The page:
As both sides dug in to their trenches, World War I became gigantic siege between the two sides.
At Verdun, the Germans were "bleeding the French army to death". The German Commander in Chief, Erich von Falkenhayn, had selected Verdun, believing that the French would be prepared to sacrifice their entire army, if necessary, to retain a position of such vital strategic importance. Von Falkenhayn considered it likely that the defeat of the French would cause the British army to collapse.
The German attack started on 21 February 1916 with 9 hours of bombing, and the battle raged on, with huge losses on both sides, and no end in sight. The commanders of the French army requested their British Allies to relieve Verdun and the commanders of the British and French armies, Sir Douglas Haig and Marshall Joffre, decided to open a second front, on the banks of the Somme river, to the west.
For six days, at the end of June, the Allied guns rained the German trenches with more than 1.6 million shells. It was the heaviest artillery bombardment in history.
Just before 7:30 AM, on July 1, 1916 the British fired two huge mines containing 200,000 lbs of high explosives. These were heard as far away as London and tore huge holes in the German trenches.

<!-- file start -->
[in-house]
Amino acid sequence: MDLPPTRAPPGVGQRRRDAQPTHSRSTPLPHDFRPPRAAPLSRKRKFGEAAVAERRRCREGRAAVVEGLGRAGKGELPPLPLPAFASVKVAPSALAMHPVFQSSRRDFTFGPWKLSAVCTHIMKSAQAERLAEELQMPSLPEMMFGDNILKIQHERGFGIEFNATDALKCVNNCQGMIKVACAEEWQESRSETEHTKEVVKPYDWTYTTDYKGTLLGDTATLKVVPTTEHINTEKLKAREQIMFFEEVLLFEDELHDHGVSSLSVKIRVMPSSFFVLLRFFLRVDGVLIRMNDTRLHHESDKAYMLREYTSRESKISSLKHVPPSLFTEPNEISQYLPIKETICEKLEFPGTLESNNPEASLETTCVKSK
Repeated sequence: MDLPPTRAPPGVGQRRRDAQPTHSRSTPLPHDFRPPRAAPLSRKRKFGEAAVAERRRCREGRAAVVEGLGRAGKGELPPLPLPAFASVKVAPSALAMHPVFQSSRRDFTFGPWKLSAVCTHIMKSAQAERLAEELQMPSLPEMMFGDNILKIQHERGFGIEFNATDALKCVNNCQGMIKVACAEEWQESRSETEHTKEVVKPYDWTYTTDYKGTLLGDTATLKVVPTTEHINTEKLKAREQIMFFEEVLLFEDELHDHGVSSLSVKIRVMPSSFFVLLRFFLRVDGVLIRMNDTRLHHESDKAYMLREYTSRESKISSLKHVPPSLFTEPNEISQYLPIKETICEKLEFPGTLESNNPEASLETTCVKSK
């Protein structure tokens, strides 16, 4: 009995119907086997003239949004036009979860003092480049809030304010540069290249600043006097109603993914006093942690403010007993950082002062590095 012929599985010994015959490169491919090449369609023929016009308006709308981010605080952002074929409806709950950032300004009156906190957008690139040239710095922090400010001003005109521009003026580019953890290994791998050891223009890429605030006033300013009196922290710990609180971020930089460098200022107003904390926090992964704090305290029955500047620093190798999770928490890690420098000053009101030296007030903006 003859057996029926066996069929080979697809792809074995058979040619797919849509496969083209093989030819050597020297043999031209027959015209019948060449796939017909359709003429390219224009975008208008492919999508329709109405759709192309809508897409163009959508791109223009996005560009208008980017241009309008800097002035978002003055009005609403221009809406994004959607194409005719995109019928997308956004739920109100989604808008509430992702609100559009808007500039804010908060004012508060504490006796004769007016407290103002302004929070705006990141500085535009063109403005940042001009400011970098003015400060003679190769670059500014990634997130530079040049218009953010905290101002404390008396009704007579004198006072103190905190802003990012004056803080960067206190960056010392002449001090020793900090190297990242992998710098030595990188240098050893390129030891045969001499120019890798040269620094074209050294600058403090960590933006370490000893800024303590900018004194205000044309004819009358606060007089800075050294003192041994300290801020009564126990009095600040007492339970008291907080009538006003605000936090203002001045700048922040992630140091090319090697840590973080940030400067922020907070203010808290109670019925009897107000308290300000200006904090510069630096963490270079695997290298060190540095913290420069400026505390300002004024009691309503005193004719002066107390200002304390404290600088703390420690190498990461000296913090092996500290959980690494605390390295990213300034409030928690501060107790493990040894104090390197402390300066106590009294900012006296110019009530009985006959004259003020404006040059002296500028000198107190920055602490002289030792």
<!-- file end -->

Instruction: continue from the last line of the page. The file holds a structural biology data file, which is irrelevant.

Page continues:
Confident that this punishment would have demoralised and all but defeated the enemy, the British Army left its trenches and went 'over the top'. The British commander, Sir Henry Rawlinson, was so certain there would be no German resistance he ordered his troops to march forward in parade formation, rather than tire themselves running across ground torn up with shellfire. Once the German lines were overcome, the British thought, Imperial cavalry divisions would chase the routed Hun back to the Rhine.
The Germans, however, were neither dead nor demoralised. They had waited out the bombardment in concrete bunkers. They surfaced, set up their machine guns on platforms they had ready prepared, and fired into the massed ranks of the approaching British Army, mowing down entire battalions and companies. Rawlinson, horrified by the German response, considered calling off the assault. Haig demanded that it be continued.
On the first day of the Somme, the British casualties were 19,240 dead, 35,494 seriously wounded, and 2,152 missing: 57,470 in total. French casualties, as they attacked on the left, were lighter, and they took a few German trenches, but as the British attack failed, they were forced to fall back.
The slaughter on the Somme went on for four more months as Haig refused to accept defeat. In the end, the Allies gained 125 square miles of ground from the Germans at the cost of 400,000 British and 200,000 French lives. The Germans suffered 450,000 casualties.
The battle of Verdun, which had continued on a smaller scale throughout the Somme, claimed 1.2 million lives in total, with the Germans finally pushed back in December 1916.